Jan

Mountain climber
Okinawa, Japan
Apr 23, 2013 - 04:05am PT
The 60's generation was definitely divided between those who were political and those who were hippies.

Lots of ironies alright. Donini burned his draft card after serving in Special Forces and scored. I protested and ended up teaching touchy feely cross cultural classes to the military. The great thing about our country is that such contrasts are possible. Nobody could tell better anti war stories by the way, than the guys who had been there.

The Powell Weinberger Doctrine was initiated as a result of the military's lessons from that war which of course the politicians disregarded in their race to Baghdad.

Don't get involved unless there is a clear threat to our national security
Don't go without the support of the American people
Have clear cut and attainable goals
Fight to win
Have a clear cut exit strategy

SCseagoat

Trad climber
Santa Cruz
Apr 23, 2013 - 12:34pm PT
Have any of you ever been involved in protests?

It was interesting what this thread brought up for me. That and the release of the Redford movie "The Company You Keep". Haven't seen it, not sure if I will because so much of that time is romanticized.

My first experience was when my brother and I were to return to college. We both went to Penn in Philly. We left our home near Lake Erie and rather than turning Ease we turned West. "Where we goin?" Well we ended up in Chicago, August 1968 at the Democratic National Convention. If you are reading this thread then you probably know what that was all about.

It changed my life...my outlook...shook me up really bad. I became extremely active, SDS, not Weather and I never blew anyone or anything up or stuff like that. I do recall endless "criticism" sessions where we robustly debated what the line in the sand was from being a radical to becoming a revolutionary. Then May 4, 1970 happened...and more depth of despair about what was happening.

We knew stuff that had happened and was happening on the West Coast, primarily Berkeley, but we considered it all amateur stuff, just California hippies enjoying more fun in the sun. California was looked at at the place to go for easy communal living, but the REAL work was happening in Michigan and the East Coast...yeah Columbia!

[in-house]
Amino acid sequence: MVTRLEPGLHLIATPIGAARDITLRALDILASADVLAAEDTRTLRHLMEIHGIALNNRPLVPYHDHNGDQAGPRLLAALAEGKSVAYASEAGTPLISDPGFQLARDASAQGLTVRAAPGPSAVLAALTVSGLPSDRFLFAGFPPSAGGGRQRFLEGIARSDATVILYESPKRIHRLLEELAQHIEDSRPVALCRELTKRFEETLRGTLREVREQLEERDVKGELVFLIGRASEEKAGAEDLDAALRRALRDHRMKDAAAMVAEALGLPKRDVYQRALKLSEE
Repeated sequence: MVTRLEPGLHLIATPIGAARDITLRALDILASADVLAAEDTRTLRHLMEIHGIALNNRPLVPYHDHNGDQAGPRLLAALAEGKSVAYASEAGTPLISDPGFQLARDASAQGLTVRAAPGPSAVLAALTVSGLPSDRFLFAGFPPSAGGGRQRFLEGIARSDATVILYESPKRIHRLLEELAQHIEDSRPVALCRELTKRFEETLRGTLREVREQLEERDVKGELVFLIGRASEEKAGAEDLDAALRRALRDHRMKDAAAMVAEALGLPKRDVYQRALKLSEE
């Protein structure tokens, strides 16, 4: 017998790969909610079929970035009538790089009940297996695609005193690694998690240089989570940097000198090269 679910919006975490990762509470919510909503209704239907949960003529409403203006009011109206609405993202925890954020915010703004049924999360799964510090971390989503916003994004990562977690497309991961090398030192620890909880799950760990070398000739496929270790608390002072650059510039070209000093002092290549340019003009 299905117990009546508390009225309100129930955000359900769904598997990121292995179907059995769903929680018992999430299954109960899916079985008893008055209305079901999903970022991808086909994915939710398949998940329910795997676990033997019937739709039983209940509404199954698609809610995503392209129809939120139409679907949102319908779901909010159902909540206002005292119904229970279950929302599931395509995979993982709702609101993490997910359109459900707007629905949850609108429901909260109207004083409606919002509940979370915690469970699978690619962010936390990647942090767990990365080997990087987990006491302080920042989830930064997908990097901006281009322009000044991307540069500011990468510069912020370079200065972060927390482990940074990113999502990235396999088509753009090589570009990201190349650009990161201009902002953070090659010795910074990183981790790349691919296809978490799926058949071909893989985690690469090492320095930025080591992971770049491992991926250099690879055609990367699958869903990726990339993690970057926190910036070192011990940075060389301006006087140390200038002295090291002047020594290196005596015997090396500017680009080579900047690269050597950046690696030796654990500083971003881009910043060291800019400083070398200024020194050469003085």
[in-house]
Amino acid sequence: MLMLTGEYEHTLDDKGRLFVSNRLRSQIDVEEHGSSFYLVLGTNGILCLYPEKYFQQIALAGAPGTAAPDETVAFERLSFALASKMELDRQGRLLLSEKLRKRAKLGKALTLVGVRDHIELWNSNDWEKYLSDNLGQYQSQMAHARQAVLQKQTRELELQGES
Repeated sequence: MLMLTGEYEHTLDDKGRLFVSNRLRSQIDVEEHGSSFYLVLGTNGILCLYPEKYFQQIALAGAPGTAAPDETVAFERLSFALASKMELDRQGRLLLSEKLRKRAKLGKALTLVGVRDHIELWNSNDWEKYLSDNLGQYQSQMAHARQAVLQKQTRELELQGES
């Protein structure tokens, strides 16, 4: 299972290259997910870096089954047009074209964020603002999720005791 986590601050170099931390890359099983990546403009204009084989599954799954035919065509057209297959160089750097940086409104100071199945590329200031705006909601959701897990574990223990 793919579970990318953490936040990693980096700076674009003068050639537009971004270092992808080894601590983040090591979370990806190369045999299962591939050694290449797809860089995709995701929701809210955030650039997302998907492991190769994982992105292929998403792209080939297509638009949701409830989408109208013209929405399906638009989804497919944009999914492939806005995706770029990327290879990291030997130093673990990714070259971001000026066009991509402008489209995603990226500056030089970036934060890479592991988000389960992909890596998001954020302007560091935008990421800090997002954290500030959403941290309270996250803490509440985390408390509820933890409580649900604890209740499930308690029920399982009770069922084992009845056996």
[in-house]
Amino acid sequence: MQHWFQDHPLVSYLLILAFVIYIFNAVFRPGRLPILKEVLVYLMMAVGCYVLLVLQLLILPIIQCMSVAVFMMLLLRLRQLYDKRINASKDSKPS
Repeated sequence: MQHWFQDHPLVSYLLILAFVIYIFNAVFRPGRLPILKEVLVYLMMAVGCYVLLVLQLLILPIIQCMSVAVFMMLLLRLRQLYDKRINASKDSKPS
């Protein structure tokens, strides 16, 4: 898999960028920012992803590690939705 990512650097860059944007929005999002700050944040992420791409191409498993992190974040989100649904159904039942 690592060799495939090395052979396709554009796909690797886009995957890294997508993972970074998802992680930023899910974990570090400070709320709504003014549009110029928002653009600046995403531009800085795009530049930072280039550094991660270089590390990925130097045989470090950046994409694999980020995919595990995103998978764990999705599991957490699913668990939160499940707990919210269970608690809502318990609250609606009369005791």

Marching on Washington with the rooftops covered with gun toting National Guard was chilling. Being rounded up more times than I can count and being shuffled into RFK Stadium was getting to be pretty routine. Seeing lists of names of my friends eventually showing up in HUAC hearings and reports.

Those days shaped me, but they didn't end up owning me like those that had to go underground or paid a higher price.

Back then....

Credit: SCseagoat


Susan
Jan

Mountain climber
Okinawa, Japan
Apr 23, 2013 - 12:48pm PT
I remember policemen with big guns on the roofs overlooking Telegraph Avenue. And I was spit on by drunken sailors during a San Francisco Peace parade. Up to that point it felt like we were a small minority but during that parade for which hundreds of thousands showed up and you could see them stretched for miles up and down the hills of San Francisco, we knew we were not alone and were making progress even though Lyndon Johnson declared that he didn't care how many demonstrators were in the street he wasn't going to "tuck tail and run".

And mouse from merced, although the people sent to die in Iraq were two generations later than Vietnam and naive, our political leaders were not. Bush, Cheney and Rumsfield all were young during the Vietnam War and avoided the draft with various deferments. All the more shame they couldn't wait to send other people's teenage sons and daughters off to war.
SCseagoat

Trad climber
Santa Cruz
Apr 23, 2013 - 12:53pm PT
All the more shame they couldn't wait to send other people's teenage sons and daughters off to war.

WORD WORD WORD...


Susan
Norton

Social climber
the Wastelands
Apr 23, 2013 - 01:06pm PT